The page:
Aldi plants 15,000 native trees along the ‘Kerry Way’

Ruairi Foley, Aldi Killorglin and Gerard Moroney, Greenbelt and landowner John Lynch pictured with Irish Oak saplings at Muingaphuca, Killorglin, County Kerry as part of Aldi's '100,000 trees in Five years' planting project nationwide. (Photo: Don MacMonagle)

New five-hectare native woodland plantation in Muingaphuca will boost local biodiversity

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29 May 2020 | 0

As part of Aldi’s commitment to planting 100,000 native hardwood trees over the next five years, the group recently planted 15,000 trees on a site in Muingaphuca in the heart of County Kerry. This is in addition to the 16,000 trees that were planted on a site in Rockfield, Limerick in December 2019.

The initiative is the latest step in Aldi’s Carbon Reduction Pledge, which saw it achieve Carbon Neutral status at the beginning of 2019. The move will help to encourage local flora and fauna, while aligning with the government’s aim to plant 22 million trees a year until 2040.

This initial plantation of 16,000 trees will remove as much as 3,000 tonnes of carbon dioxide from the atmosphere, the group calculates. The Muingaphuca plantation will remove a further 2,700 tonnes of carbon dioxide from the atmosphere. This means that Aldi’s first two plantations will sequester a total of 5,750 tonnes of carbon emissions.* The next planting phase will take place within the next 12 months.

Enhancing biodiversity

Working in conjunction with Green Belt, the site underwent a Forest Carbon Woodlands Benefit Assessment. As part of this assessment, it was established that the site was planned sensitively to enhance the neighbouring aquatic feature close to the project boundary, to enhance the local landscape and to create a new and diverse habitat along the ‘Kerry Way’.

Additionally, the site has been planned with significant setbacks throughout, enabling grassland to revert to more natural vegetation, further enhancing biodiversity in the area. The plantation will ultimately create a habitat for foxes, deer, badgers, squirrels, pine martens and many more.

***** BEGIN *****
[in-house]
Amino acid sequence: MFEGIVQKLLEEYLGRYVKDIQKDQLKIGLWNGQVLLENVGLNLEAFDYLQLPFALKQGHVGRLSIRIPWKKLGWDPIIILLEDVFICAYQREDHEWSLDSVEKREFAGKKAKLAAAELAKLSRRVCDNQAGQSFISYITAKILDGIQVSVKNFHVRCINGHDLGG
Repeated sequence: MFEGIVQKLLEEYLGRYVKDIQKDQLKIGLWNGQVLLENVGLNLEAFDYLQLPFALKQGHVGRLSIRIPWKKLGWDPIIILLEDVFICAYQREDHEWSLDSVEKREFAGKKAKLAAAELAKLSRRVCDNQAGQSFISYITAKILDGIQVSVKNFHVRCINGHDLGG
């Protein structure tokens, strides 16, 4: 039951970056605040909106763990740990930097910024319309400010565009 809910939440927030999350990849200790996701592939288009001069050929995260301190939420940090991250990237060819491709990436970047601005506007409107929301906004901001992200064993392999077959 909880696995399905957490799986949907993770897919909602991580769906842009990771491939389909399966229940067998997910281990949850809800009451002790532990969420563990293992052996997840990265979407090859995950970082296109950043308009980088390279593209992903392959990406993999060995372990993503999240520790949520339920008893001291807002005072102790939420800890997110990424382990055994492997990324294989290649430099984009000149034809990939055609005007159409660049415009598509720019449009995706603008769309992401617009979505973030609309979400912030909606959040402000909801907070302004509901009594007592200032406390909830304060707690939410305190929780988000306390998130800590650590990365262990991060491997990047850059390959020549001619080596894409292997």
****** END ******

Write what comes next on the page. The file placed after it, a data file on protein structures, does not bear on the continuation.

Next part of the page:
The unique nature of this woodland is the re-establishment of woodland cover in an area with a string history of woodland removal.

‘Real action’

 “Climate action is a global priority,” said Green Belt, the organisation which coordinated the project. “The key word to most might be climate; the key word for Green Belt is action,” the statement continued. “Green Belt are delighted to work with Aldi to initiate and deliver step 1 of real action by helping them establishing 10.22 hectares of new native woodland, by planting 31,000 native trees which will over time lead to the capture of 5,785 tonnes of carbon: Real action which will lead to real change.”

Earlier this year, Aldi Ireland also signed up to the All-Ireland Pollinator Plan, taking on a number of initiatives to help Ireland’s native flora, fauna and bees. The group has already begun educating staff and encouraging suppliers to join them in promoting biodiversity, and this new woodland plantation is the next major step in fulfilling the goals set out by the plan.

Since 2012, Aldi has introduced numerous initiatives to reduce its carbon footprint in Ireland. These include increasing the purchase of green electricity to 100 per cent, implementing an ISO 50001 certified energy management system, and investing almost €4m in environmentally friendly refrigeration systems being installed across all new stores.

Aldi has also signed up to the Business in the Community Ireland (BITCI) Low Carbon Pledge, committing to reducing its greenhouse gas emissions by at least 50% by the year 2030.

*(Source: The carbon sequestration figures are based over a 100-year period)

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